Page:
WHAT'S IN IT FOR YOU? Two good reasons to get out of the house: A beautiful urban river in Scarborough + a bit of time travel. (involving a cemetery, an independent café and all-day breakfast.
I have long overlooked Highland Creek, thinking it was a mere small stream. I just discovered that this creek, on the eastern edge of the city, is in fact a beautiful winding river.
As a bonus, I found an independent coffee shop and a classic greasy spoon frozen in time on a little stretch of Old Kingston Road, set in the Highland Creek neighbourhood north of Colonel Danforth Park.
My favorite starting point for the 7.5 km walk I propose here is East Point Park (see my May 23 post). Because it allows us to admire Lake Ontario from the top of a hill. And we get to walk along the Great Lakes Waterfront Trail without ever losing sight of the sparkling water.
The mouth of Highland Creek is a 10-minute walk away. You can then walk to Kingston Road. The round trip covers 7.5 km through two parks, Lower Highland Creek and Colonel Danforth, separated by Lawrence Boulevard East.
For those who prefer a shorter walk, note that parking is available in the heart of Colonel Danforth Park (73 Colonel Danforth Trail, Scarborough, accessible from Kingston Road going east; take Lawson Road exit and immediately turn right into Colonel Danforth Trail, keeping right until you reach the parking lot).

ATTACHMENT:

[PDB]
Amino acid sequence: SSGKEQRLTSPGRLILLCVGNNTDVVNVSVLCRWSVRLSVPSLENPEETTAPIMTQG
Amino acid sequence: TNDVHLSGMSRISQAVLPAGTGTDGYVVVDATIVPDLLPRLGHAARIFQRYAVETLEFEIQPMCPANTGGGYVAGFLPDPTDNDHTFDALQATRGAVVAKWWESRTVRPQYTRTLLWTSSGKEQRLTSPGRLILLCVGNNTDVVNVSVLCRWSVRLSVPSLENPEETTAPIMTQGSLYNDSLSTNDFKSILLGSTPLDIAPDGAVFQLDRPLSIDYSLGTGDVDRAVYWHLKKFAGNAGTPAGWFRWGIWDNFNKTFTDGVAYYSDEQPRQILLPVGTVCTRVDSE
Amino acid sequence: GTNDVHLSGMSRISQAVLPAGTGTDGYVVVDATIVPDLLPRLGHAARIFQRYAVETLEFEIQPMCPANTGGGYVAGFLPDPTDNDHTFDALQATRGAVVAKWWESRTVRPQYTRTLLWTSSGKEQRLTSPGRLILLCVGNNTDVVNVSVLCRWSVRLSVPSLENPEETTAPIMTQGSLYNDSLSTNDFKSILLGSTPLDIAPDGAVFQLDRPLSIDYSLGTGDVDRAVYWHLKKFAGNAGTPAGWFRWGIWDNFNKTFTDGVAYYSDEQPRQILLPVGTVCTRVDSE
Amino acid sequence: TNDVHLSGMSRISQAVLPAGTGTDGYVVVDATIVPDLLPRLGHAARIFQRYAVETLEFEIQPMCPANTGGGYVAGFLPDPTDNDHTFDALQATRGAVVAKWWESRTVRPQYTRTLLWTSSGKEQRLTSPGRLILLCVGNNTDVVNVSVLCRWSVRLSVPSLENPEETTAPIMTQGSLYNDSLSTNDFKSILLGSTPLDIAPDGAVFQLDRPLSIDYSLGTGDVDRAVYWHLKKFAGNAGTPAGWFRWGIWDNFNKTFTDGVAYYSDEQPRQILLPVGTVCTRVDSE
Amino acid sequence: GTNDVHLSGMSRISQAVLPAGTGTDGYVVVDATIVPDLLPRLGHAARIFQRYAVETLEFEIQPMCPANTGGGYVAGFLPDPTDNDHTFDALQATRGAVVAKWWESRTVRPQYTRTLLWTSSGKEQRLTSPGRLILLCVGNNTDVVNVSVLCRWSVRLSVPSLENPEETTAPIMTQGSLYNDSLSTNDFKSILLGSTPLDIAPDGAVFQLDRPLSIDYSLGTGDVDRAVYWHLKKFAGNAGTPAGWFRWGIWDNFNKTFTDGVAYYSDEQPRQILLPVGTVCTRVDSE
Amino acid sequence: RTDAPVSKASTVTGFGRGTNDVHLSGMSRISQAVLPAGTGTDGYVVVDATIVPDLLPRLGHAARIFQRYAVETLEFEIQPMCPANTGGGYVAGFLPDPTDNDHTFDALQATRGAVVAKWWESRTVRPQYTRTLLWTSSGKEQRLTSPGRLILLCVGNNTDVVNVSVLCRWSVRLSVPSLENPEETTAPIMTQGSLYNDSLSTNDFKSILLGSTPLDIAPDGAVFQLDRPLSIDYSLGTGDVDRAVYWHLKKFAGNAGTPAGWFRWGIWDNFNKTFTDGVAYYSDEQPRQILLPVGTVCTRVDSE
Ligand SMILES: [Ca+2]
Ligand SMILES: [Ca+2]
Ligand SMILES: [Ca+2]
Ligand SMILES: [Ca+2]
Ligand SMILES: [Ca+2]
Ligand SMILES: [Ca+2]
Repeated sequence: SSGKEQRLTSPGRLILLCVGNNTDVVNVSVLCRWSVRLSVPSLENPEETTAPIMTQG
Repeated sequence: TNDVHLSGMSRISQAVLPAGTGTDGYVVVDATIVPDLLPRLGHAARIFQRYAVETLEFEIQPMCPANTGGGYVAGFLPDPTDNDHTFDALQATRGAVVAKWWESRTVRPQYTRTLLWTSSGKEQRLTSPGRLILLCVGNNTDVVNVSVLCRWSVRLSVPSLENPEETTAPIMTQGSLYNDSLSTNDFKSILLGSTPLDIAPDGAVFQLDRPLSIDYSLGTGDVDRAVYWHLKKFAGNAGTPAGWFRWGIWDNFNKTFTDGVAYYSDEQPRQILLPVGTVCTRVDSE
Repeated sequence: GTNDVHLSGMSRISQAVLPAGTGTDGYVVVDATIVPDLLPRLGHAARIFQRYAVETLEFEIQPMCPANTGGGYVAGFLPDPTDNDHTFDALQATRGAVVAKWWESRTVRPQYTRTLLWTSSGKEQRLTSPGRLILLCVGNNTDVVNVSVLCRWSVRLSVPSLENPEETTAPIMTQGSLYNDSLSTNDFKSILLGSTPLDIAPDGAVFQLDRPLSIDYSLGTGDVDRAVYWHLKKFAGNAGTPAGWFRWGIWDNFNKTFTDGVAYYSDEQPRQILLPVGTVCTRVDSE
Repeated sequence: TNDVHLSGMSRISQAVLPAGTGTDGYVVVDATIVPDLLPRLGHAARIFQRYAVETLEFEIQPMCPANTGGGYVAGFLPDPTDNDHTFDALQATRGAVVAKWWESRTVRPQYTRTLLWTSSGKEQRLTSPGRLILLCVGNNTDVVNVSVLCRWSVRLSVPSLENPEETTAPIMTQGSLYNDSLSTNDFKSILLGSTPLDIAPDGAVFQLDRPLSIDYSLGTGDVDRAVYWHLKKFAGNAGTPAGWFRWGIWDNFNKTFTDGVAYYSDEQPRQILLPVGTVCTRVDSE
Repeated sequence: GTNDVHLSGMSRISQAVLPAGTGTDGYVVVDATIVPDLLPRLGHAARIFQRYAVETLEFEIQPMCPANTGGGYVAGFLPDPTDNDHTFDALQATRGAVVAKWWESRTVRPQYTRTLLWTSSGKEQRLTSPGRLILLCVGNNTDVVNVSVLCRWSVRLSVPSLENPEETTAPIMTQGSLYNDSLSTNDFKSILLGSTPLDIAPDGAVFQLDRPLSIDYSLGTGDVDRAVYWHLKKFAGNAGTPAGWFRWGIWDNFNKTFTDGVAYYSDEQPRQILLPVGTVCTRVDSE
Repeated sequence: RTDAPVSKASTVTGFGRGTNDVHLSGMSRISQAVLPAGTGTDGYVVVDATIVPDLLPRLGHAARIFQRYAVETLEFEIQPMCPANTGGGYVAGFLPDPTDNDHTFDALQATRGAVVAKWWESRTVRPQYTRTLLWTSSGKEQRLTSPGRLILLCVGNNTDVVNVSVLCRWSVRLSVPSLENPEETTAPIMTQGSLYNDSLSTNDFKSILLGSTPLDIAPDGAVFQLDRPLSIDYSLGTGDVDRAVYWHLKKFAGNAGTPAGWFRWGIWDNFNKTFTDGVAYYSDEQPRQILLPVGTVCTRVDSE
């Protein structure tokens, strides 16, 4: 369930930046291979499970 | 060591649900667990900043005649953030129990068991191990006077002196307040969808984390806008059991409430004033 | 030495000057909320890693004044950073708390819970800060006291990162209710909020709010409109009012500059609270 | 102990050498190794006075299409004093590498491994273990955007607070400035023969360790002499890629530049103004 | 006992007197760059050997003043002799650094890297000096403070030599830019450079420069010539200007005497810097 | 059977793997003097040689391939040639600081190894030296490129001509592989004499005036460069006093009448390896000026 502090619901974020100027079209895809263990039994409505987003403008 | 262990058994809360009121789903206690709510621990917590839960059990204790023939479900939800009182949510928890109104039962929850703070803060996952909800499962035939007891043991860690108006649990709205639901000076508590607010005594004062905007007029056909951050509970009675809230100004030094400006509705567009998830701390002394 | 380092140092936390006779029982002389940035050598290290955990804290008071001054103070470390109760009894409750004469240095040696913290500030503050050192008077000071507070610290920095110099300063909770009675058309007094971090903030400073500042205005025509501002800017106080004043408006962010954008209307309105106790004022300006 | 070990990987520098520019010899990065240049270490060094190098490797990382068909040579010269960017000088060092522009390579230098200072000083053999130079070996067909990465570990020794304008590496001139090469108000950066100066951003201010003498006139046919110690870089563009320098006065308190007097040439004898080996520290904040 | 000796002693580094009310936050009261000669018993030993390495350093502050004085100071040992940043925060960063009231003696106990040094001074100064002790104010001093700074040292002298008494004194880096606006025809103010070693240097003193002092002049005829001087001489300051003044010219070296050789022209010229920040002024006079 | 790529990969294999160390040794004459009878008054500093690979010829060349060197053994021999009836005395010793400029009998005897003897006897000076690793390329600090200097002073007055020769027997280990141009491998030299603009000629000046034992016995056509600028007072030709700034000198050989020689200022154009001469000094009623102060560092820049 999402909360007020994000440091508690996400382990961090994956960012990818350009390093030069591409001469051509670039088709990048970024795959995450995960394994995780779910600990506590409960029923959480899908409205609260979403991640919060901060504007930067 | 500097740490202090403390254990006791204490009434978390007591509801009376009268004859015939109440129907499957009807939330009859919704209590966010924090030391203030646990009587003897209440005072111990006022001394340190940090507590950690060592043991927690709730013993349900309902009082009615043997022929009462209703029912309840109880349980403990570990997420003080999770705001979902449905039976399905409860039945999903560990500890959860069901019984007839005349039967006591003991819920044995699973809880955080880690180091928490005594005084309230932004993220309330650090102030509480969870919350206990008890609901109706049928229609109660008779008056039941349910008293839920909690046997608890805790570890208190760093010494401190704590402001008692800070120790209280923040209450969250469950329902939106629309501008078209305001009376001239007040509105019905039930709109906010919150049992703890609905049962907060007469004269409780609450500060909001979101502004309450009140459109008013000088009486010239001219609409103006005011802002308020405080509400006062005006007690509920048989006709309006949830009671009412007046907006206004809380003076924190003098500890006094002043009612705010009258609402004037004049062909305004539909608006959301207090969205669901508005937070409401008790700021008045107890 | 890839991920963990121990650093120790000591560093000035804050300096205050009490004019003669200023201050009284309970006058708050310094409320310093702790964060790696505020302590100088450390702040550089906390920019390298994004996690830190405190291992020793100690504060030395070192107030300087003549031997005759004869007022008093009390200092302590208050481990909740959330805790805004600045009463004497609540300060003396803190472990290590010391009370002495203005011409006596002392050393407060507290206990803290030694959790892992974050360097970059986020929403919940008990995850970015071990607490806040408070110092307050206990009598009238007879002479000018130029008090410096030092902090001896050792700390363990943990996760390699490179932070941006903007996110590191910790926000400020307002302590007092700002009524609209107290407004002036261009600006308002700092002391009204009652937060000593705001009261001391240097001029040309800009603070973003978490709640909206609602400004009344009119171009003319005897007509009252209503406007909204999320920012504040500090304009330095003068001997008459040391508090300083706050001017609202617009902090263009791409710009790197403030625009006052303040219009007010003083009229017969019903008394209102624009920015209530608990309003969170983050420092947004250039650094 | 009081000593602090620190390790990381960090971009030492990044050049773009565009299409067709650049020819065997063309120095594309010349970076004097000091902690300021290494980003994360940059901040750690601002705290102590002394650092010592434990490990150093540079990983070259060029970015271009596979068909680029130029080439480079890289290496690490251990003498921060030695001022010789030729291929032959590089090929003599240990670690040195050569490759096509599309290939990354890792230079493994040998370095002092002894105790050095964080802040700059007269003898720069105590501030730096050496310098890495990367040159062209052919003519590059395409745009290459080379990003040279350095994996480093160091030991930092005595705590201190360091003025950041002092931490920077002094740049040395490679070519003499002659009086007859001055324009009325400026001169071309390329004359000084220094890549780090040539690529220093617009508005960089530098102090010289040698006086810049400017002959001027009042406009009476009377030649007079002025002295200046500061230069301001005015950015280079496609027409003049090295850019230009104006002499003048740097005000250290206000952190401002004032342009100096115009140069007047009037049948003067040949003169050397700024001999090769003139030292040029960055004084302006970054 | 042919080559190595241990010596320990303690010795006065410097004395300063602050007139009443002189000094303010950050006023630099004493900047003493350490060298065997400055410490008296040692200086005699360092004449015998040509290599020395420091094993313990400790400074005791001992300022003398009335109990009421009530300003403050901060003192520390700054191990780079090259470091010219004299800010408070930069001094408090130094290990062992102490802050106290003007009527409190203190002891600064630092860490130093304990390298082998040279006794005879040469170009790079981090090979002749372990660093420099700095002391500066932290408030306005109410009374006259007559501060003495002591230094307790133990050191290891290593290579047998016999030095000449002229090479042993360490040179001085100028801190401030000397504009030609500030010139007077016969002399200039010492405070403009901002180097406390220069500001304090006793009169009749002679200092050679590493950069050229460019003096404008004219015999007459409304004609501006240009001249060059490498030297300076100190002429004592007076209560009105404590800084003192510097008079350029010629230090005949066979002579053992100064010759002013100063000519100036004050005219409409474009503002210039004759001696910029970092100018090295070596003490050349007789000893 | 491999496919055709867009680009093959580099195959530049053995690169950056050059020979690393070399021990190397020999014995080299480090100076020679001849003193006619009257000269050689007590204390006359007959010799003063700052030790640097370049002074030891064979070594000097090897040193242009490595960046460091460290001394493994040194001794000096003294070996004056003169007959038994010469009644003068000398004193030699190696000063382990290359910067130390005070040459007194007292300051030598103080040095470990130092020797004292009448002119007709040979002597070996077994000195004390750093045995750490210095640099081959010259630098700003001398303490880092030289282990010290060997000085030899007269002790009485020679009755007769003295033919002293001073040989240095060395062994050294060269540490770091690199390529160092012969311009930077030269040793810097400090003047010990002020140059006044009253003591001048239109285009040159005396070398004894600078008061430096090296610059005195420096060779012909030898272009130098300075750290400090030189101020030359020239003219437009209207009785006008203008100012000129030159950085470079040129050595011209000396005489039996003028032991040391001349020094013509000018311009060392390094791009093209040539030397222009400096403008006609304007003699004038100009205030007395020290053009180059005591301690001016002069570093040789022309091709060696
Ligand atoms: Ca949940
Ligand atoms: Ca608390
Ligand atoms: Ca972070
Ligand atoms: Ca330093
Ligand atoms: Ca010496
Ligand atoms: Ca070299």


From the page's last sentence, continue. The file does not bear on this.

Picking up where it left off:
The loop south of Lawrence is 4.4 km-long. The loop I describe north of Lawrence, in Colonel Danforth Park, adds 3.1 km to the walk.
The contrast between the waterfront trail, with its endless horizon, and the paved path leading into the lush forest of Lower Highland Creek Park is striking. These days, the pedestrian bridge is especially pretty, with vines spilling over its roof.
Lower Highland Creek Park
The 1-km paved pathway going from the mouth of the river to Lawrence Avenue is shared by walkers and bikers. I encourage you to explore each little opening you see on your right, through the bushes. They offer very nice views of Highland Creek. In the fall, you can apparently see the salmon swimming up the river.
At some point, you'll notice an abandoned paved trail. My hiking companion had noticed many swallows nearby, where a sign reading "NO EXIT AT OTHER END" can be seen. An opening in the fence allowed us to walk to the river's edge and sit at the edge of a collapsed section to watch the show!
The cliffs on the sides are home to swallow "condos", dozens of small cave shelters built into the clay, from which the birds emerge at full speed to launch in a frenetic air choreography.
A little before the Lawrence Boulevard overpass, we see a large pipeline above our heads. I tried, without success, to find out what it is. Some sources said it was a water pipeline. Others, a large utility pipe to run fiber optics and telephone cables.
Colonel Danforth Park
A few minutes into Colonel Danforth Park, beyond Lawrence Avenue, you reach the central area with parking lot, water fountain and toilets! So ladies, no need to venture into the bushes... where mosquitoes abound.
Huge red pine trees cast shade over large grassy areas past the restrooms. Further, you see the overpass of Kingston Road.